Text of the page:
To dissuade people from visiting clinics and availing dubious and experimental stem cell therapies, doctors are warning against potential side effects and complications by citing the case of three women, aged between 72 and 88, who were blinded after undergoing treatment.

The three women were seeking medical intervention for macular degeneration, a progressive age-related medical condition affecting the retina that results in blurred vision or loss of vision. The  "devastating outcomes" as a result of their treatment at a clinic in South Florida has been outlined in a paper that documented and published in the New England Journal of Medicine.

All three patients reportedly suffered from complications including detached retinas, hemorrhages and a complete loss of vision.

"There's a lot of hope for stem cells, and these types of clinics appeal to patients desperate for care who hope that stem cells are going to be the answer. But in this case, these women participated in a clinical enterprise that was off-the-charts dangerous," Thomas Albini, associate professor of clinical ophthalmology at the University of Miami and co-author of the paper said, while adding that the women may never regain their sight, according to CBC.

The paper emphasizes the "need for oversight of such clinics and for the education of patients by physicians and regulatory bodies," as stem cell therapies are becoming more prevalent in clinics across the U.S. New rules that mandate clinics working on stem cell therapies to get official oversight and approval requirements sanctioned by the U.S. Food and Drug Administration (FDA) were only introduced as late as April 2016.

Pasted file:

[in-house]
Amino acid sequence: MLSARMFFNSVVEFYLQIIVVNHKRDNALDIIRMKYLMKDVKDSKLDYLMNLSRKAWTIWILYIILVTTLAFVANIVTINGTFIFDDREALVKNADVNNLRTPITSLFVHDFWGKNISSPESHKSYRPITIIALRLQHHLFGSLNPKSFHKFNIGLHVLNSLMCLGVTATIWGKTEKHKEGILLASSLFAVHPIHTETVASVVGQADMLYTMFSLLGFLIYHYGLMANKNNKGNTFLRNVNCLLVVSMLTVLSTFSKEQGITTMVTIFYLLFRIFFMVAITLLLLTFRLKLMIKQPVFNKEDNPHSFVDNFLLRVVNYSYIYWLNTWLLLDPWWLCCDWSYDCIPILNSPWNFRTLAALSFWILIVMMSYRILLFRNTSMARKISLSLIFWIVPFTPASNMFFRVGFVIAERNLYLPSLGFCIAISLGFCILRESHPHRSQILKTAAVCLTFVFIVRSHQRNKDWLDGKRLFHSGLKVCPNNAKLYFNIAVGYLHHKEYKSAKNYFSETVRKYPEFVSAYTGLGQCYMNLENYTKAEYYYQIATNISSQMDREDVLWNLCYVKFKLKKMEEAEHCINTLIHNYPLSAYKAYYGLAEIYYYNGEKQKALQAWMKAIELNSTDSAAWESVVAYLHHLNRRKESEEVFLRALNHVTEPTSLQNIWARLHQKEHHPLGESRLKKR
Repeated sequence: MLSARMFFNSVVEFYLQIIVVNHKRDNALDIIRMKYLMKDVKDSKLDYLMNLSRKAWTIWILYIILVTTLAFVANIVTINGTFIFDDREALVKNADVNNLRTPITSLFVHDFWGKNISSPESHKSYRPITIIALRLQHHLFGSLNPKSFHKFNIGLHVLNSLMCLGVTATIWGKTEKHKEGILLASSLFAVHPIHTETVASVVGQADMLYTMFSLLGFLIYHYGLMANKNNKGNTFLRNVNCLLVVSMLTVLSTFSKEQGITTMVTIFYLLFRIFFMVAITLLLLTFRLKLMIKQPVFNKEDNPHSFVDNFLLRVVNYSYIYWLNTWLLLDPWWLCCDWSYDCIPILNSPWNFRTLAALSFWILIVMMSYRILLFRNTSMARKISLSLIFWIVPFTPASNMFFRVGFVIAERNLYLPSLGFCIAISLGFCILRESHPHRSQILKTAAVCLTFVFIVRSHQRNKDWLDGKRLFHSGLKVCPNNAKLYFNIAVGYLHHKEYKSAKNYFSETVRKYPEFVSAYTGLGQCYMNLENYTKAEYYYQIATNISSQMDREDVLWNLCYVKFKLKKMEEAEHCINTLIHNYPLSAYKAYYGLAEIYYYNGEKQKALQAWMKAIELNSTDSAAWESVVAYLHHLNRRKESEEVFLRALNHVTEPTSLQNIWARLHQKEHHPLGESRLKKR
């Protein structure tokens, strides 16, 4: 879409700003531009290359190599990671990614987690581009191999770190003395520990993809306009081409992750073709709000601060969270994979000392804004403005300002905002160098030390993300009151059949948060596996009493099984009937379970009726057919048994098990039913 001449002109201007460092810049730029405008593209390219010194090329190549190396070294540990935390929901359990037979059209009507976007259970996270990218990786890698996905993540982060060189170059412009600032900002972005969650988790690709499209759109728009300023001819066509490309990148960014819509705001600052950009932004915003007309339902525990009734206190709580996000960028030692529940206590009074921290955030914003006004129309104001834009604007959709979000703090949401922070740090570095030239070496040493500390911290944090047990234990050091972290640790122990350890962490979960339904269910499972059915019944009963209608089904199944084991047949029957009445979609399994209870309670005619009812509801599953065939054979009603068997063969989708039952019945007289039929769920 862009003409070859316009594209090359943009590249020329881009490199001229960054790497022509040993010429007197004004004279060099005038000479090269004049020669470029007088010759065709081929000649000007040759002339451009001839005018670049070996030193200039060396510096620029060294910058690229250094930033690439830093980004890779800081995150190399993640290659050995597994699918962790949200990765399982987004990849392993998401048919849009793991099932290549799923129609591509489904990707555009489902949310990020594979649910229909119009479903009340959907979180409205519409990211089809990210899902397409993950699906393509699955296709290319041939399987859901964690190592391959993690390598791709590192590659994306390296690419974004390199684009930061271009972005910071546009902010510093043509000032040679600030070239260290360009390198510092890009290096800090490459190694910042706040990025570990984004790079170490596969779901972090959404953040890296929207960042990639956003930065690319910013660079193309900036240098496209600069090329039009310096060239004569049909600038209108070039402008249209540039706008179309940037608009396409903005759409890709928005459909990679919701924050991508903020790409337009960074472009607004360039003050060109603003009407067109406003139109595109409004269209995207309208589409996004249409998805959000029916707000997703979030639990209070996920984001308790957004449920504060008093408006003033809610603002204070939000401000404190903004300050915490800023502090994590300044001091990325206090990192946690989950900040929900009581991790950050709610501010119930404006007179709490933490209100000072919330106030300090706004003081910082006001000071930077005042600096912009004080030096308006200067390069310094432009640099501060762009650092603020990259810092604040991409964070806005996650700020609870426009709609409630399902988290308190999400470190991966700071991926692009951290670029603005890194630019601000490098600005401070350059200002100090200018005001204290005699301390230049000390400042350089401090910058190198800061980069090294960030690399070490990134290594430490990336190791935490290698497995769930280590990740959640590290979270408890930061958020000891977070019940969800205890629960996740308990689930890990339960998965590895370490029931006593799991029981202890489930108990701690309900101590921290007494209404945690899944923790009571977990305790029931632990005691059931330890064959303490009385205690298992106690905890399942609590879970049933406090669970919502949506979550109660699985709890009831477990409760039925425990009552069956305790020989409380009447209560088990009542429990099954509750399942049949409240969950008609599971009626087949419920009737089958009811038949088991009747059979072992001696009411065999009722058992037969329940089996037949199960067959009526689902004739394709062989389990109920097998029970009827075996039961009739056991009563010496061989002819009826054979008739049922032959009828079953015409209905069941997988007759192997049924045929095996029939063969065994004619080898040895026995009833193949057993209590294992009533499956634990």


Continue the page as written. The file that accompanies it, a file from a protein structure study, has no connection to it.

The paper also mentions that the women believed that they were taking part in a clinical trial because they were aware of the clinic’s work on the ClinicalTrials.gov website run by the U.S. National Library of Medicine. The paper, however, notes that the cost of the treatment —about $5,000 each— should have been an indicator that the treatment was not a government overseen clinical trial, as patients aren’t usually charged fees for legitimate research.

Dr. Jeffrey Goldberg, chair of ophthalmology at the Stanford University School of Medicine and a co-author of the study also added that the information listed on the ClinicalTrials.gov are not critically analyzed for their scientific content.

"There is a lot of very well-founded evidence for the positive potential of stem therapy for human diseases, but there's no excuse for not designing a trial properly," Goldberg said highlighting the ability of stem cells in restoring vision as demonstrated in few reputable trials.